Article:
Monday, October 22, 2012

My latest (and oldest) pin

This is a Williams Jennings Bryan campaign pin from the 1896 race between Bryan and William McKinley. McKinley won the election and the two faced each other again in 1900. McKinley again came out on top. I posted a McKinley pin from that 1900 race a few week ago.

The front of the pin is in really good shape considering its age. the back shows the ravages of nearly 120 years of sitting in someone's drawer. It's impossible to read without a magnifying glass but the back shows the pin was manufactured by The Whitehead & Hoag Co. of Newark N.J. Patented and it lists three dates, July 17, 1894, April 14, 1896 and July 21, 1896. Don't know what the dates signify. The July '86 date shows up in a Wikipedia entry as a date that a patent was awarded to the firm of pinback buttons:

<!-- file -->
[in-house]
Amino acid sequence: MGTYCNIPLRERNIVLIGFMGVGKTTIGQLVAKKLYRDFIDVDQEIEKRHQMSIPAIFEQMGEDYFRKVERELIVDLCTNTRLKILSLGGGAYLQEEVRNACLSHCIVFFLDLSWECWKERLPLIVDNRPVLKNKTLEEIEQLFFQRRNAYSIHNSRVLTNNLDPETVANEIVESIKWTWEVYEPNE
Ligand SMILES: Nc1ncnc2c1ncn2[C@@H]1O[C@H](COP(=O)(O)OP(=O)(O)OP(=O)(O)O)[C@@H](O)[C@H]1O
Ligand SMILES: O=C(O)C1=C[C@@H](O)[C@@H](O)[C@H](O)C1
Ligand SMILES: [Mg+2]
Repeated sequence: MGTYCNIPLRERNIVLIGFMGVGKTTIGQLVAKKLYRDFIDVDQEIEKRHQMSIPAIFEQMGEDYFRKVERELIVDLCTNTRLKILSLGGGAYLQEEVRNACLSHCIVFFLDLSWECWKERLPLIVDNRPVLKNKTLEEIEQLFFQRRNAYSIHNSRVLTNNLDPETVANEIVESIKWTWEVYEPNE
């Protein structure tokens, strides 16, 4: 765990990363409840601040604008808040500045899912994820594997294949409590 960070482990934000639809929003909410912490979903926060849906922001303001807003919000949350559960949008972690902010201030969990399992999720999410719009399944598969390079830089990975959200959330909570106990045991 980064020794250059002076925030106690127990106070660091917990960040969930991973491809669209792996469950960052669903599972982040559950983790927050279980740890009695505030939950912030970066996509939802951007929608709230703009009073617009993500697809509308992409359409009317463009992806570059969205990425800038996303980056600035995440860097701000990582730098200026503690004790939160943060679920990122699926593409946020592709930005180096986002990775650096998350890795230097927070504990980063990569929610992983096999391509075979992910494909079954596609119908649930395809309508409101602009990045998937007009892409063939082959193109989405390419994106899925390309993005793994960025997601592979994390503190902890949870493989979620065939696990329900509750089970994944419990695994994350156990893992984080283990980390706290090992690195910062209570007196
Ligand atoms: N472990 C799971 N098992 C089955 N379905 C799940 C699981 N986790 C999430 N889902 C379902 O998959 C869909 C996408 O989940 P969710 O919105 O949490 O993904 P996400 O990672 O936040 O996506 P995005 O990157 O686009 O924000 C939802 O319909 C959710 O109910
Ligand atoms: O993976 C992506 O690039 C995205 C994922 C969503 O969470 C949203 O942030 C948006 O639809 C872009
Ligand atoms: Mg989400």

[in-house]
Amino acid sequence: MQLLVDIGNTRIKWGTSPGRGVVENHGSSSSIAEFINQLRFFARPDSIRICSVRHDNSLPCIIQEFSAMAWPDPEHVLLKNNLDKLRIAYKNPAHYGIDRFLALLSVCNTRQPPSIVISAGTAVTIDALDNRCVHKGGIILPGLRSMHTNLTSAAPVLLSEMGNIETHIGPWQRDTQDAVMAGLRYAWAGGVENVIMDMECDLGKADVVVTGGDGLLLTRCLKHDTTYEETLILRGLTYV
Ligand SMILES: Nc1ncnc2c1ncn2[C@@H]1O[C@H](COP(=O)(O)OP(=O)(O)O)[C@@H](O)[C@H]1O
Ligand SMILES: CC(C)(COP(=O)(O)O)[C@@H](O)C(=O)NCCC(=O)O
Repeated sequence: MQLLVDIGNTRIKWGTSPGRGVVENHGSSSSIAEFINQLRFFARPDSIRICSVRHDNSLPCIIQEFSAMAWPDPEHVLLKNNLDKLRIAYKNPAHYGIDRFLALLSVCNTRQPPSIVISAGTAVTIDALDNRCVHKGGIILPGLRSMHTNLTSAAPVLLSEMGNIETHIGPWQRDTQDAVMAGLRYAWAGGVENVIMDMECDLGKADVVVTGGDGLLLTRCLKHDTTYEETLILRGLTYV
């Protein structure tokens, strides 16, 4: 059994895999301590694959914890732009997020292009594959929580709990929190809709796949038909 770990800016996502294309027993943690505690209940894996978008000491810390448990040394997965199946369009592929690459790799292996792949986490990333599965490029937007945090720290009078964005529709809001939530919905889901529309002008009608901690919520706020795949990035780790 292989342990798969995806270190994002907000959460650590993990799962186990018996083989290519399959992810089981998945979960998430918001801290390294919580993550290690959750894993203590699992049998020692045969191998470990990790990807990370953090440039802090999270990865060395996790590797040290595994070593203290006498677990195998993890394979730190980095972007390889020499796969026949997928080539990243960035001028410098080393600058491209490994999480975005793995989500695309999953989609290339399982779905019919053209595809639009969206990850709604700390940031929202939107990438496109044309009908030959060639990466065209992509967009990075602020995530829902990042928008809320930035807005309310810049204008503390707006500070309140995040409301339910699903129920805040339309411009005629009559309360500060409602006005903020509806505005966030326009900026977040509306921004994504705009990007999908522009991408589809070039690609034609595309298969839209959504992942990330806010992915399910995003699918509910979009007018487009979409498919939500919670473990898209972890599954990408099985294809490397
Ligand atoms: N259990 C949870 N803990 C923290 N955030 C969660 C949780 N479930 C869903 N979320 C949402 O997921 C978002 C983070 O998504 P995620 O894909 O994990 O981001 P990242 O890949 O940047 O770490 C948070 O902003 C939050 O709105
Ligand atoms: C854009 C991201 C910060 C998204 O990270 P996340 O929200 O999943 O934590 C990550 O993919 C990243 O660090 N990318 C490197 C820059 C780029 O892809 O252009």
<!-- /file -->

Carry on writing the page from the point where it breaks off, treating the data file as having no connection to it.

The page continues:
Benjamin S. Whitehead patented the first innovation to the design in 1893 by inserting a sheet of transparent film made of celluloid over a photograph mounted on a badge to protect the image from scratches and abrasion.[3] Whitehead had patents for various designs of ornamental badges and medallions previously, patented as early as 1892.[4] Another patent was issued to Whitehead & Hoag on 21 July 1896 for a "Badge Pin or Button" which used a metal pin anchored to the back of the button to fasten the badge.

Apparently Whitehead and Hoag was a well known firm back in the day.

I'm excited to add this one to my collection.

We'll get back to sports stuff with the next post.


  1. That's a really great pin. Where did you find such a great, historical object?

    1. I scored it on eBay. The price seemed right. And looking at the info I found on patents for this sort of celluloid pins I may not ever find and older one.